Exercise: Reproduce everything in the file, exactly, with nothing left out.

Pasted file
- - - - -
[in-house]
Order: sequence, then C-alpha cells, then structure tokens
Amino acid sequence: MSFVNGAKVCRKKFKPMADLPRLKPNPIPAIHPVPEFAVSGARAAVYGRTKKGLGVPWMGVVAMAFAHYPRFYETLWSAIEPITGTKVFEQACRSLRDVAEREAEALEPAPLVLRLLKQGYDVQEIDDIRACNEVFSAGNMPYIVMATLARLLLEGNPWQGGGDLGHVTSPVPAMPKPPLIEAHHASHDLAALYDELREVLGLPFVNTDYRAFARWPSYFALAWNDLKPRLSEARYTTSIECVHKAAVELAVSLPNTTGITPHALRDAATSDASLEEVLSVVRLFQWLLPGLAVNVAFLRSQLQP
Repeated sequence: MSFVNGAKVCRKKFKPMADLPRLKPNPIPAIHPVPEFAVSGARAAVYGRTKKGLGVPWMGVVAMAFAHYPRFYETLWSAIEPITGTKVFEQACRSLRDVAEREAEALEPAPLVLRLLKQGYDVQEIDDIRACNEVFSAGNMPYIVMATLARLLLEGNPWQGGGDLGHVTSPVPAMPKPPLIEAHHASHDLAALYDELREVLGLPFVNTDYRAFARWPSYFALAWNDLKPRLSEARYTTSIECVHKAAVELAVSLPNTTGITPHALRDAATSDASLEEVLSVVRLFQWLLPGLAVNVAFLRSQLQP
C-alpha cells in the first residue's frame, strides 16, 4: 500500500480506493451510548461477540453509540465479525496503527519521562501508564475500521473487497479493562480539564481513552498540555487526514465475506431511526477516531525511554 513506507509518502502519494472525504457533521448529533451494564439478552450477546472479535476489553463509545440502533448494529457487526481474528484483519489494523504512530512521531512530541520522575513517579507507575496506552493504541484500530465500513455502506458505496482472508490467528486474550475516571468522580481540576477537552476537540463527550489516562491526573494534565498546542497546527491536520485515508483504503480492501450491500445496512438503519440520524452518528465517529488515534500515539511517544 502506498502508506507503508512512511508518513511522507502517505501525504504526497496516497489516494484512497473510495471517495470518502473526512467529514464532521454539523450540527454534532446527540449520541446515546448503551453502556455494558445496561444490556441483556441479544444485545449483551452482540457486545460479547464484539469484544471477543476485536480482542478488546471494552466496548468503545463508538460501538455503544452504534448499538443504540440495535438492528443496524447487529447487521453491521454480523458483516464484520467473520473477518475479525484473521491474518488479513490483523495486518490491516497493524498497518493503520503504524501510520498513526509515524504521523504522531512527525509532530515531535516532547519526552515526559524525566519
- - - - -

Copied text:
[in-house]
Order: sequence, then C-alpha cells, then structure tokens
Amino acid sequence: MSFVNGAKVCRKKFKPMADLPRLKPNPIPAIHPVPEFAVSGARAAVYGRTKKGLGVPWMGVVAMAFAHYPRFYETLWSAIEPITGTKVFEQACRSLRDVAEREAEALEPAPLVLRLLKQGYDVQEIDDIRACNEVFSAGNMPYIVMATLARLLLEGNPWQGGGDLGHVTSPVPAMPKPPLIEAHHASHDLAALYDELREVLGLPFVNTDYRAFARWPSYFALAWNDLKPRLSEARYTTSIECVHKAAVELAVSLPNTTGITPHALRDAATSDASLEEVLSVVRLFQWLLPGLAVNVAFLRSQLQP
Repeated sequence: MSFVNGAKVCRKKFKPMADLPRLKPNPIPAIHPVPEFAVSGARAAVYGRTKKGLGVPWMGVVAMAFAHYPRFYETLWSAIEPITGTKVFEQACRSLRDVAEREAEALEPAPLVLRLLKQGYDVQEIDDIRACNEVFSAGNMPYIVMATLARLLLEGNPWQGGGDLGHVTSPVPAMPKPPLIEAHHASHDLAALYDELREVLGLPFVNTDYRAFARWPSYFALAWNDLKPRLSEARYTTSIECVHKAAVELAVSLPNTTGITPHALRDAATSDASLEEVLSVVRLFQWLLPGLAVNVAFLRSQLQP
C-alpha cells in the first residue's frame, strides 16, 4: 500500500480506493451510548461477540453509540465479525496503527519521562501508564475500521473487497479493562480539564481513552498540555487526514465475506431511526477516531525511554 513506507509518502502519494472525504457533521448529533451494564439478552450477546472479535476489553463509545440502533448494529457487526481474528484483519489494523504512530512521531512530541520522575513517579507507575496506552493504541484500530465500513455502506458505496482472508490467528486474550475516571468522580481540576477537552476537540463527550489516562491526573494534565498546542497546527491536520485515508483504503480492501450491500445496512438503519440520524452518528465517529488515534500515539511517544 502506498502508506507503508512512511508518513511522507502517505501525504504526497496516497489516494484512497473510495471517495470518502473526512467529514464532521454539523450540527454534532446527540449520541446515546448503551453502556455494558445496561444490556441483556441479544444485545449483551452482540457486545460479547464484539469484544471477543476485536480482542478488546471494552466496548468503545463508538460501538455503544452504534448499538443504540440495535438492528443496524447487529447487521453491521454480523458483516464484520467473520473477518475479525484473521491474518488479513490483523495486518490491516497493524498497518493503520503504524501510520498513526509515524504521523504522531512527525509532530515531535516532547519526552515526559524525566519